A 13-year-old Auckland girl has been hospitalised after an attempt to harm herself in what her family say was a reaction to vicious cyber bullying.
The teen was released yesterday in good health, but her mother says more needs to be done to ensure children are kept safe from the kind of hurtful messages she found on her daughter's phone.
Advocates backed that stance, saying now is the time for bystanders who witness such bullying to "take a stand" and encourage teens to confide in a trusted adult. The most serious cases, such as this one, are now able to be prosecuted under the Harmful Digital Communications Act which some hope will send a message to stubborn offenders.
"We need to shift to a culture of being kind to each other," said Netsafe's education specialist, Lee Chisholm. "It's not OK to tell people to harm themselves. In fact, it's now law that you can't. But online tools have created a disconnect between what we write and what happens at the other end."
Ms Chisholm said the worst thing to do was to "like" a harmful comment, or even to ignore it. The best action to take was to talk to the victim face-to-face and get them to speak with their parents or school or counsellor. Adults needed to support the child, and take care not to make the situation more difficult.
Patrick Walsh, from the Online Safety Advisory Group, said because teenagers were loath to dob in their peer group, parents needed to make sure they knew what children were doing online, and create an atmosphere of "no secrets".
Mr Walsh said what the bullies were doing was criminal. "That's why we supported the introduction of the new law. We've tried the carrot approach, but sometimes you need a stick," he said.
The child's mother said she only found out about the bullying, which began earlier this year, when she came home one day to find a truancy officer at the house. The girl had been wagging school after being picked on.
Her child had changed classes and was seeing the school counsellor, but the bullying had carried on. It was both verbal - at the school - and online, although the mother doesn't believe her child told anyone about the worst of the messages.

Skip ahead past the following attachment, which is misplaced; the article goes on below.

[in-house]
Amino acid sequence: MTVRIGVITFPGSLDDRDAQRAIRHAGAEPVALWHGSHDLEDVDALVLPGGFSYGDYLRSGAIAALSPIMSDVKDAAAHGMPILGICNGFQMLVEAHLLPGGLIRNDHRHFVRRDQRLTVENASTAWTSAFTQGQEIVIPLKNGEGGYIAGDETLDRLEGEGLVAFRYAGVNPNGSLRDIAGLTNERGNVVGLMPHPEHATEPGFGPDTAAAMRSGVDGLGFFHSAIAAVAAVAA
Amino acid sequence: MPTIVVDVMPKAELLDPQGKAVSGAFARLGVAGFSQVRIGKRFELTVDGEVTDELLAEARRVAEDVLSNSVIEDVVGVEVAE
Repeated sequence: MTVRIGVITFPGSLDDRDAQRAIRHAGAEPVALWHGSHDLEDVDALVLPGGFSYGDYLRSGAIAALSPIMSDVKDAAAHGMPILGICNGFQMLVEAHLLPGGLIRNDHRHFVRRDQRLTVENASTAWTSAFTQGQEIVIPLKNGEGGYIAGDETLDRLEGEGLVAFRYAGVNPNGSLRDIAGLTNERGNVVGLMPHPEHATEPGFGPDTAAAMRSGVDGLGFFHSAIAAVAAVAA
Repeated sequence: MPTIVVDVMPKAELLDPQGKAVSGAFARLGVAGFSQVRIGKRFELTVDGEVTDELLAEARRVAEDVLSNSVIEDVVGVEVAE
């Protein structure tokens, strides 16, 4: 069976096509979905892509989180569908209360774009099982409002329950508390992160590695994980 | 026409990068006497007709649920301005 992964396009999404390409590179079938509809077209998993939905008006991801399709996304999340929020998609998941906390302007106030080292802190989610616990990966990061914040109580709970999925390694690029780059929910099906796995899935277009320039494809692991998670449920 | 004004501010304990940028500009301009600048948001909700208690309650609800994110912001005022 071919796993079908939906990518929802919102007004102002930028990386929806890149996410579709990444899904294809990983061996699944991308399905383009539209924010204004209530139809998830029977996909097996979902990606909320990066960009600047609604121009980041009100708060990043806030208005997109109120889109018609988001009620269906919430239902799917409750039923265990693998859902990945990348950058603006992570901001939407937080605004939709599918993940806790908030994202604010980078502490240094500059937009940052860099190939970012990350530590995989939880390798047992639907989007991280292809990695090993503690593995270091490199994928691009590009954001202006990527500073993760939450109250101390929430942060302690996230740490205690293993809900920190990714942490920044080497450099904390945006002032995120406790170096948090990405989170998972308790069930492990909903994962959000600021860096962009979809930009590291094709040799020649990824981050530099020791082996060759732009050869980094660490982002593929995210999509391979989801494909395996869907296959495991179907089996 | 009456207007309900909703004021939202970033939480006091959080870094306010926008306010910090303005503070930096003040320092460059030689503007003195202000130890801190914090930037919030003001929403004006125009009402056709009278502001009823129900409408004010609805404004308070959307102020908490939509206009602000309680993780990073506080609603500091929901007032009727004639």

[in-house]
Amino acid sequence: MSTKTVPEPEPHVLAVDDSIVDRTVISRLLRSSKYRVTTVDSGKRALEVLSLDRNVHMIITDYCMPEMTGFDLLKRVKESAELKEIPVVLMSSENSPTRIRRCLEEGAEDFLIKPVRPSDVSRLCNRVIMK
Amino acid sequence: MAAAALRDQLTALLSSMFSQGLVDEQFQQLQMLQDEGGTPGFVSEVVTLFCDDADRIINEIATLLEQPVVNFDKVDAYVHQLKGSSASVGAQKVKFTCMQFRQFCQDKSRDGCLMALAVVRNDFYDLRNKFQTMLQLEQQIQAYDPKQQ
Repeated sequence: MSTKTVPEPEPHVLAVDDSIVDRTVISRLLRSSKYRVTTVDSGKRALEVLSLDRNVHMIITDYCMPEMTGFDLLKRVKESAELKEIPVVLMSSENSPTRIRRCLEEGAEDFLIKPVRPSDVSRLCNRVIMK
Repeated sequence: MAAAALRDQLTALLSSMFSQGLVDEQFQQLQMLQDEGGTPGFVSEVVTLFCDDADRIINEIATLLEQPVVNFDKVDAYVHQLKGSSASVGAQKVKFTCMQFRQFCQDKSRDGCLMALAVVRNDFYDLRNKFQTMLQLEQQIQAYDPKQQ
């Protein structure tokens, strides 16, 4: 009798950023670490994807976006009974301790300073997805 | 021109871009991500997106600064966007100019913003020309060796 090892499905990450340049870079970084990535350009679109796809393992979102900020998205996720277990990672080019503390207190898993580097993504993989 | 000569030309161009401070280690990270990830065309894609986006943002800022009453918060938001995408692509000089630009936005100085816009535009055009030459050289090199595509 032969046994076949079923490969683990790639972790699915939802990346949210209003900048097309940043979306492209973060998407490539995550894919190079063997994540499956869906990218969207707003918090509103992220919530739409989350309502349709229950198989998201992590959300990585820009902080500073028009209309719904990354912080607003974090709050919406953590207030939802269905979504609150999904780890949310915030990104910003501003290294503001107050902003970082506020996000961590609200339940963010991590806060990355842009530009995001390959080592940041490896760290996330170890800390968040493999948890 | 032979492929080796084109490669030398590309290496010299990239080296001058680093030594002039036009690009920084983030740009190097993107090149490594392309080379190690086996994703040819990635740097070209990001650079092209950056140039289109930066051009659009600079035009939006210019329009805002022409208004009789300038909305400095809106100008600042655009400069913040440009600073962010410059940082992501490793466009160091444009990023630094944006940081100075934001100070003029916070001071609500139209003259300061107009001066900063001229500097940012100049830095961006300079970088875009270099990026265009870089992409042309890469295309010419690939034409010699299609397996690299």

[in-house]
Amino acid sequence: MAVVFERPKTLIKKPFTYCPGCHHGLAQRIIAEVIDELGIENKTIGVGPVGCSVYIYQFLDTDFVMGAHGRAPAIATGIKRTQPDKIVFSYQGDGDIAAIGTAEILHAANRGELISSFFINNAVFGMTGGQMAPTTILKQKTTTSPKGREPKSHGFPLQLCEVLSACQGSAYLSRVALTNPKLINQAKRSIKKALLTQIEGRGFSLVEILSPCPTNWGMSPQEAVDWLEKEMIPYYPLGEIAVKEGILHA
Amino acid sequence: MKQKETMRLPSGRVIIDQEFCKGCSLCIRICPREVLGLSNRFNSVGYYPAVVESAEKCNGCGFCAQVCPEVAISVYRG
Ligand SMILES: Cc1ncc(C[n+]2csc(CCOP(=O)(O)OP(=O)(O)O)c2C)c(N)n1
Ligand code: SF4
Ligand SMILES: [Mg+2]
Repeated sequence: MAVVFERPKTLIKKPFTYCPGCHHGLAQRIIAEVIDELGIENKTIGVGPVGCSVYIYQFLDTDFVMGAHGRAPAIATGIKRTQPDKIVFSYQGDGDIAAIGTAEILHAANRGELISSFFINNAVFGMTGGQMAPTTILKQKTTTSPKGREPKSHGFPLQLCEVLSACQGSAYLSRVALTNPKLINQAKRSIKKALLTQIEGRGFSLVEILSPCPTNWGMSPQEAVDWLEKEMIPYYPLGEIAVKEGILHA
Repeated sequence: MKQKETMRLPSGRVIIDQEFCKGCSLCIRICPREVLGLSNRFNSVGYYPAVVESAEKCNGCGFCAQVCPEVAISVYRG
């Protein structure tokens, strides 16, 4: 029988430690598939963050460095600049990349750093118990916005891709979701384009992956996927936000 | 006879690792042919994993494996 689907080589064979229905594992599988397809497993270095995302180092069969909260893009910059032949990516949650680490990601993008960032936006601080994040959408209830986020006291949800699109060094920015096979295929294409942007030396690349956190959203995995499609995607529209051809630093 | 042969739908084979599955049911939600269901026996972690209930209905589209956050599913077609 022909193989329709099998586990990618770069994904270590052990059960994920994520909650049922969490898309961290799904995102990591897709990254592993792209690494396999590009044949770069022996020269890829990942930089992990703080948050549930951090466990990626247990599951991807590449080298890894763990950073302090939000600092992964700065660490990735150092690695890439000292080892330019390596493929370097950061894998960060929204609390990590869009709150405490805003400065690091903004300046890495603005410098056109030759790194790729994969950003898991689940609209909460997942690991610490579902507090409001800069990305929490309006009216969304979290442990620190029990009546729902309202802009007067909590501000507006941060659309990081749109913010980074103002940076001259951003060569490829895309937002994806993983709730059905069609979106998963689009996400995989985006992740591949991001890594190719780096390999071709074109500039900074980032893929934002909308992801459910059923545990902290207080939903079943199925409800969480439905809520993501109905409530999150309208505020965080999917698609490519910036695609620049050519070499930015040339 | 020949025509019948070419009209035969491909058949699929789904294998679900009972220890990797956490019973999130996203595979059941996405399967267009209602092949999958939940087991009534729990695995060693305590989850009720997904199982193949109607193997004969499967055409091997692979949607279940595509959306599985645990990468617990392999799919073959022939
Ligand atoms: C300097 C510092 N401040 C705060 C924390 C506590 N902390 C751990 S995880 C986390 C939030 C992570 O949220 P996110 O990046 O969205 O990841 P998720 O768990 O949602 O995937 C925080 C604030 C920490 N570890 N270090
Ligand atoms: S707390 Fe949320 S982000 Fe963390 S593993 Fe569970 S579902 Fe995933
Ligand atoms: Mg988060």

"I got her phone after she was in hospital and was reading everything. It was awful," she said. Many of the abusers had deleted their pages after the incident, she said.
At first, the mother said she didn't want anyone to know about the incident, but another family member had posted about it online and received huge support. "That showed it's not just us. I want to make it known that this is a problem."
The family had not yet decided what to do about the bullying, but didn't want further intervention to make the situation worse for the teen.
Exactly how a prosecution could work under the new act was yet to be decided, Mr Walsh said. Options included schools acting as the prosecutor - as in truancy cases - or a new system being created.
The school involved, which the Herald has decided not to name in the girl's interests, said it had followed its processes correctly. Senior Constable Garry Boles, the Counties Manukau police district prevention officer, said victims needed to be encouraged to come forward.
"Going to court would be pretty extreme, but depending on the bully's age they may have a youth aid file created and get a warning letter - and that might be enough to get them to stop," he said.
"That will show them it can go from cyber bullying in the bedroom where no one can see you, to police knocking at the front door."
Connecting with youth online
An Auckland couple who built a global $200 million travel booking business are now ploughing a slice of their earnings into a social media support project for depressed young people.
Jen and Mike Ballantyne, who founded Online Republic with Mike's late brother Paul Ballantyne, have become key funders of Live For Tomorrow, which has 13,000 followers on Facebook, Twitter, Tumblr and Instagram.
"The overall aim and mission is to encourage young people to believe in the possibility of tomorrow," says Elliot Taylor, who manages the project through the youth agency Zeal.
"Research says that one in four young people are constantly online," he says. "And young people at risk of self-harm and suicide actually spend more time online than others."
Live For Tomorrow sends out a simple message of hope or inspiration to all its followers every day.
"Often it's a little line or a moment of encouragement, or to encourage them to keep pressing on, or to demystify something around mental health, or to affirm their tenacity to get through what they are struggling with," Mr Taylor says.
The project also has a 10-day photo challenge in which people post photos each day on a theme such as "your happy place" and "someone who inspires you". More than 1000 young people have entered this year's challenge which ends today, World Suicide Prevention Day, with a "hand-over-heart selfie".
The couple opened their home last night to musician Dave Dobbyn and 75 guests to raise support for the project.
- Simon Collins
Amended Crimes Act 1961
"A person commits an offence who incites, counsels, or procures another person to commit suicide, even if that other person does not commit or attempt to commit suicide in consequence of that conduct."
Harmful Digital Communications Act 2015
"A person commits an offence if the person posts a digital communication with the intention that it cause harm to a victim."
: 0800 543 354 (available 24/7)
Suicide Crisis Helpline
: 0508 828 865 (0508 TAUTOKO) (available 24/7)
(06) 3555 906
0800 376 633
0800 543 754 (4pm to 6pm weekdays)
0800 942 8787 (1pm to 11pm)
0800 111 757 (available 24/7)
(09) 376 4155
If it is an emergency and you feel like you or someone else is at risk, call 111.
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